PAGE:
Pat talked Mike through the steps to reset the modem and configure it again. And after all that – after trying to teach a telephone support technician what routers do, after a week of bungled appointments waiting for Ma Bell Internet to send somebody, after reassuring an onsite technician with a bad attitude, after juggling conference calls that refused to conference, after all that, here was the problem. This was why the site could not route to the Internet over that modem.
BA: And I’m setting the subnet mask to 255.255.255.0, right?
Greg: (Listening passively until now) NO!
Pat: Uhm, no, change that last octet to 248. So the subnet mask should read 255.255.255.248.
BA: Oh – I always set it to 255.255.255.0. I don’t even know what it means.
Greg: Well, it’s important to get that one right.
Pat: (Didn’t say anything.)
And viola – it all worked. I started up an SSH session into my nifty onsite firewall and was ready to thank everyone for getting this up and running when everything dropped again.
After some more troubleshooting, Pat said, “I see some upstream errors here.” I said, “I’m pinging in another window and I notice the ping times zoom up from around 60 ms to more than 200 ms when my SSH session drops.”
Pat said, “Hold on a minute, I’ll bring somebody else in.” Pat put us on hold, leaving BA and I together.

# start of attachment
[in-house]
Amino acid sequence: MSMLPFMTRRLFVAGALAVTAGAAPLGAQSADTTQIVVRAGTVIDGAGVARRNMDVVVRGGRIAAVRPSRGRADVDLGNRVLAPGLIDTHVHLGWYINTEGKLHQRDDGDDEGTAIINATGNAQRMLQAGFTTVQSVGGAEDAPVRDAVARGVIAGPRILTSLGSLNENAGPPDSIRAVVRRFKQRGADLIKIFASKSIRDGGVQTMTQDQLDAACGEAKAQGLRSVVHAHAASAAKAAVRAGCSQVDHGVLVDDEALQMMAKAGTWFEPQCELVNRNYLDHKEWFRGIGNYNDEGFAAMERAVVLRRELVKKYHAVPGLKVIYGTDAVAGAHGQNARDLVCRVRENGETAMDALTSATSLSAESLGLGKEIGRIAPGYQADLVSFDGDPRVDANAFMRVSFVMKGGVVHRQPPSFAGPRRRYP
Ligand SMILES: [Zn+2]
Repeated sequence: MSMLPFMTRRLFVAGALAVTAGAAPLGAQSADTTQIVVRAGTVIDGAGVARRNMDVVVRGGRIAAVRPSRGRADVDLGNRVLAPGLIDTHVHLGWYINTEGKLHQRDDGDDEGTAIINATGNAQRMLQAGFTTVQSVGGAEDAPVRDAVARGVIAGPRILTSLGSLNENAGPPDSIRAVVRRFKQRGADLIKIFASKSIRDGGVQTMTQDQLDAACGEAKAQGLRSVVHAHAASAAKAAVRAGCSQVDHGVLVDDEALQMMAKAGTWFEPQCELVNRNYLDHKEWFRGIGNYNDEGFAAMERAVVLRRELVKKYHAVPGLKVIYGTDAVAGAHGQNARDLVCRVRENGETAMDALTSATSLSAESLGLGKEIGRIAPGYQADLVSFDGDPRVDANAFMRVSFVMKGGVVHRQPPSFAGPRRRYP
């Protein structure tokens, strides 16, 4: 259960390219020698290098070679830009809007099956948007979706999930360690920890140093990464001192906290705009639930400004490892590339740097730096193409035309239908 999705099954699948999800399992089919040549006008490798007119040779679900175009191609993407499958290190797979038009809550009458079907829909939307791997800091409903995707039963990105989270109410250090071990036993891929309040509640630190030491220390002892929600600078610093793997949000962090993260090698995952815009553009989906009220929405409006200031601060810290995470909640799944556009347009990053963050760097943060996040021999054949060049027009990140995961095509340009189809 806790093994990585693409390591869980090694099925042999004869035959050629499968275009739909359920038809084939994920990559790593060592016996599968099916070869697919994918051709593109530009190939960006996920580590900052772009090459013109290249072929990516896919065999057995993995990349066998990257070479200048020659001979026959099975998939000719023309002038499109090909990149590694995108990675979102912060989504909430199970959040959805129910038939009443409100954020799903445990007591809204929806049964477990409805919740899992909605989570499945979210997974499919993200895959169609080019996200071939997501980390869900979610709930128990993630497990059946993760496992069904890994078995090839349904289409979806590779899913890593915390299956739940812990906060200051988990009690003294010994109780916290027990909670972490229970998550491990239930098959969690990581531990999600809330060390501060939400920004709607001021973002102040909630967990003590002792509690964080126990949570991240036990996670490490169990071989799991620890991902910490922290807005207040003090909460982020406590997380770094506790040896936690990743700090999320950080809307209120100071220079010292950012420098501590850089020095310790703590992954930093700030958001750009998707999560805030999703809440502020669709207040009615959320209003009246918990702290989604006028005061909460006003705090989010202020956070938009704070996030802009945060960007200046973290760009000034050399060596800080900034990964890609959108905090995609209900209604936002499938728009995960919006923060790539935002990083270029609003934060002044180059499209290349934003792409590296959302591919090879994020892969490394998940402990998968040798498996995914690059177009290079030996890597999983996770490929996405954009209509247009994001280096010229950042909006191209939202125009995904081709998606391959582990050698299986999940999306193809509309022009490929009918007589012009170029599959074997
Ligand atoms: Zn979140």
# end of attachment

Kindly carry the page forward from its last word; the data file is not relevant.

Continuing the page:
After a few seconds, BA said, “Where did she go? Didn’t she say she was getting somebody? What’s going on here?”
“Just hang in there. Give her a minute to come back.”
A few seconds later, a man I’ll call Galen came on the line. Galen and Pat confirmed something unusual was going on.
And then BA asked us all to wait a minute. “I’m taking the modem offline for a minute.”
Pat said, “Oh – now I don’t see the modem anymore!” I said, “yes, BA said he was taking it offline for a minute.”
A few seconds later, the modem came back online. BA explained he pulled the telecom cabling out of the punchdown block and punched the wires down again.
And after BA punched down the wires again, the connection stayed solid. After watching for about 2 minutes, BA said, “I’m outta here!” and left. Galen, Pat, and I stayed together for another few minutes and then I agreed Ma Bell Internet could close this case.
What lessons can we extract from this experience? I named the onsite technician BA because he really did have a bad attitude. He had a bad attitude because his company is dysfunctional and he handled the stress poorly, making a touchy situation even worse. How do I know Ma Bell Internet is dysfunctional? Look at the evidence. Poorly trained telephone support technicians (Misty), broken scheduling, poor communications, overburdened and under trained onsite technicians. This is fixable if the managers at Ma Bell Internet want to fix it. If not, plenty of other Internet providers will eat their lunch.
(First published on my Infrasupport website, May 24, 2014. I backdated here to match the original posting date.)